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  • In a landscape bereft of people, particularly in the mountains, you can sense infinity. An infinity that grips you by the throat, crushes you down with its presence, makes you feel small and impotent as a human. Yes, you do get the sense of timelessness, but at what price?

    In this vineyard, barely a hundred square metres, just off a busy street in a big town in the South of France, I suddenly felt the connection going back to the Romans. They were the ones who planted vines and enjoyed (almost too much, one might argue) the fruits of their labour in the Rhone Valley. No mighty vineyard this, no famous cepage. Yet I stood there, transfixed, smelling the grapes ripening in the heat. I could imagine myself in a Roman villa, tending the garden, surrounded by the jostle of Roman city life.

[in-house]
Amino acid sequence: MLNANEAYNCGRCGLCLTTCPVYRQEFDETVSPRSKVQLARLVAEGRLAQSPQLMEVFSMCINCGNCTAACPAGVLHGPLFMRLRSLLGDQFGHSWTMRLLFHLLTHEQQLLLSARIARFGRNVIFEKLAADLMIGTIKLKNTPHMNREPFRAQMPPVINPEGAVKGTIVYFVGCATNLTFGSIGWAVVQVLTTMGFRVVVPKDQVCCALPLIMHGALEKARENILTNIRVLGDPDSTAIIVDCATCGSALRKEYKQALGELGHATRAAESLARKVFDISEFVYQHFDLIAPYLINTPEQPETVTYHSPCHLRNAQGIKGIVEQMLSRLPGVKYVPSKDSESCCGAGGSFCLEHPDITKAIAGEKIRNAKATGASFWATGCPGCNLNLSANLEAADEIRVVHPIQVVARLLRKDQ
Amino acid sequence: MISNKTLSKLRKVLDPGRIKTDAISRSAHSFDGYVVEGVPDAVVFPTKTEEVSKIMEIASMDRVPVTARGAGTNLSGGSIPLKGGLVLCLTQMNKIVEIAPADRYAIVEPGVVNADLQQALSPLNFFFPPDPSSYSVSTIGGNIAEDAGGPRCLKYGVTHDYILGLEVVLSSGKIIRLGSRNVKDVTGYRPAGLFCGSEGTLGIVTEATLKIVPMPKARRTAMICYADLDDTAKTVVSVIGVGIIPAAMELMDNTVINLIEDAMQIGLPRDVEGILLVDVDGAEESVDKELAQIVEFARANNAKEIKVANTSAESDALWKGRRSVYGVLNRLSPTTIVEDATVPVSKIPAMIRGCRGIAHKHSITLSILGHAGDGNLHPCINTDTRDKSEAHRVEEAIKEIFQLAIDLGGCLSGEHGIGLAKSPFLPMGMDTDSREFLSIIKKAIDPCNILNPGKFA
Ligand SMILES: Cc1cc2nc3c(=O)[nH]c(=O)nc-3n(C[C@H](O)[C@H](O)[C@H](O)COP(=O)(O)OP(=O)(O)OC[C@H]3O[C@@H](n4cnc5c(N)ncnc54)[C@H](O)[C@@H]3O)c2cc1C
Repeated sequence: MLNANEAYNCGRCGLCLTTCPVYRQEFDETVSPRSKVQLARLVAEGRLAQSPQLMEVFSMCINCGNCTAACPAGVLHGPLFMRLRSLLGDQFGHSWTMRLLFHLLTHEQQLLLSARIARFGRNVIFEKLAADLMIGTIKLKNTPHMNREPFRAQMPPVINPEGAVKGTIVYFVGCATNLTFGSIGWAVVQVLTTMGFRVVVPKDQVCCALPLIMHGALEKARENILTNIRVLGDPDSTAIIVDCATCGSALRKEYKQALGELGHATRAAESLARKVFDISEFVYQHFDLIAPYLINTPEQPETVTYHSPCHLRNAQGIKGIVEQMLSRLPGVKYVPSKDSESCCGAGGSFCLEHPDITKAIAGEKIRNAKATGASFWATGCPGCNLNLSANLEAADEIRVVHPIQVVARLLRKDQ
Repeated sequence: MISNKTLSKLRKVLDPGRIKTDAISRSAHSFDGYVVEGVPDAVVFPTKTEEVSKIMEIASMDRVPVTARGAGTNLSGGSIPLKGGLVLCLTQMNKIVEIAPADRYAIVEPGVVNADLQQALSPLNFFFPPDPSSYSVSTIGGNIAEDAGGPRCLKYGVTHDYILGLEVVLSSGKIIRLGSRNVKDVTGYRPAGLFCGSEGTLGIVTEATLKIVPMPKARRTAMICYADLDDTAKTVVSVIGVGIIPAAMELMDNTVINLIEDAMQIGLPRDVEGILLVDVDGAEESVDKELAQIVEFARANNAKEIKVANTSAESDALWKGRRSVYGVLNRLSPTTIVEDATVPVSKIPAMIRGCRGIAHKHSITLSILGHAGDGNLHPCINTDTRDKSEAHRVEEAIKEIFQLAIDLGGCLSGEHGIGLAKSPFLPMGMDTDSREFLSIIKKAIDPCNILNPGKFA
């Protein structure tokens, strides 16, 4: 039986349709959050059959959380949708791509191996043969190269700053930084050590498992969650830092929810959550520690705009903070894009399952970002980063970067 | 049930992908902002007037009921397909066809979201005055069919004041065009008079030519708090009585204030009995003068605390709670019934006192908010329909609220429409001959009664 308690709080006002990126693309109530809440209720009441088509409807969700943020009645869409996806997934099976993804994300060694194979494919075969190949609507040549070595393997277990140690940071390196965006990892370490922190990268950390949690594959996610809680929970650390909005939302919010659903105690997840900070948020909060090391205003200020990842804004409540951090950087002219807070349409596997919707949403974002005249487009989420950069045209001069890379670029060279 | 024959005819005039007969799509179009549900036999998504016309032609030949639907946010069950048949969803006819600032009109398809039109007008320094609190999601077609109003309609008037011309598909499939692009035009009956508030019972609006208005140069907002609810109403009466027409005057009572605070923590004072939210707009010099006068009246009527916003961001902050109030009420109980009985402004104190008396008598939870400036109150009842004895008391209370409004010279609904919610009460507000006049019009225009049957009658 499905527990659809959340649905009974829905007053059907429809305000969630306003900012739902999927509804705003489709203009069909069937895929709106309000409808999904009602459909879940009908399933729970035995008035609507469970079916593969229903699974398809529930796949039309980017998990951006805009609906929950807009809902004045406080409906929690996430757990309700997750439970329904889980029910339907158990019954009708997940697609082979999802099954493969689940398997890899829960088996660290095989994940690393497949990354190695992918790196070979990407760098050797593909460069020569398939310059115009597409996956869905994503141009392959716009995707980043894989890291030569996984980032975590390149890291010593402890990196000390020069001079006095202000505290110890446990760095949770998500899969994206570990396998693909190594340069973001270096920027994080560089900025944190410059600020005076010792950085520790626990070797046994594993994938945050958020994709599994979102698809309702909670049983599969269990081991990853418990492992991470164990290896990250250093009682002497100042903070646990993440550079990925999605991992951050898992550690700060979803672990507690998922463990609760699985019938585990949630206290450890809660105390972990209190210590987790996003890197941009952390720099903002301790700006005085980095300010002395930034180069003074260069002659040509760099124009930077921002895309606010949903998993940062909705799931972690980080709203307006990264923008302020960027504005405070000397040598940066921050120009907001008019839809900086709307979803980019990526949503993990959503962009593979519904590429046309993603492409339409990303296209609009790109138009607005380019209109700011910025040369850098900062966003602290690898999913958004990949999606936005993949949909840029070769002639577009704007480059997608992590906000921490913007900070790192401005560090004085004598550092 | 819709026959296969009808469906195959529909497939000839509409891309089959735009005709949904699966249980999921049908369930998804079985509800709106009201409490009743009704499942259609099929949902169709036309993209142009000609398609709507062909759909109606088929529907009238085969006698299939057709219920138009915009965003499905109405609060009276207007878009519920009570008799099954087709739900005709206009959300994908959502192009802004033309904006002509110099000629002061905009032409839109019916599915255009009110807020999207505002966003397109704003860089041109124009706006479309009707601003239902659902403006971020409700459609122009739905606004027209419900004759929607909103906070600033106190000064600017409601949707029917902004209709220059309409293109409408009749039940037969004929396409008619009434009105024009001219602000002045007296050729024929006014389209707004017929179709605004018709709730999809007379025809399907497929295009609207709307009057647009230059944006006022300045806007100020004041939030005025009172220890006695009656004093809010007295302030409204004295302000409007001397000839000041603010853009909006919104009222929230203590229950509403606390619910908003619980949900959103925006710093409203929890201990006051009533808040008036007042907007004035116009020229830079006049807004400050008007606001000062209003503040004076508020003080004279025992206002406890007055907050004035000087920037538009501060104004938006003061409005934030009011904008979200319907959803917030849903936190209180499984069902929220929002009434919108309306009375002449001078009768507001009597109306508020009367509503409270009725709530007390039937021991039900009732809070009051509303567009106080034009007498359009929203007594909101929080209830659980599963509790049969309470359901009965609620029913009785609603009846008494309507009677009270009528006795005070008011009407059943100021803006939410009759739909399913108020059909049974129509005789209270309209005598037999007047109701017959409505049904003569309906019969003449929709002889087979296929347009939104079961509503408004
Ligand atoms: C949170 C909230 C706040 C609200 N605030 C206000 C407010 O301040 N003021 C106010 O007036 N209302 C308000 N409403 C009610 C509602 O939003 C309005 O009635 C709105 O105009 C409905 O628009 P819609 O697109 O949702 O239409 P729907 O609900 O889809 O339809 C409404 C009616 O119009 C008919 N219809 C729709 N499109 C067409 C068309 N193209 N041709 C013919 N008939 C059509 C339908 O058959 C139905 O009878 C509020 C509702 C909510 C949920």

This was timelessness created and perpetuated by humans. I don't know for how much longer we will allow this bit of land to remain a vineyard, rather than a modern block of flats. But for the time being it speaks without words.

    Not quite eternity, perhaps. But enough for me, as a human, to understand and connect.
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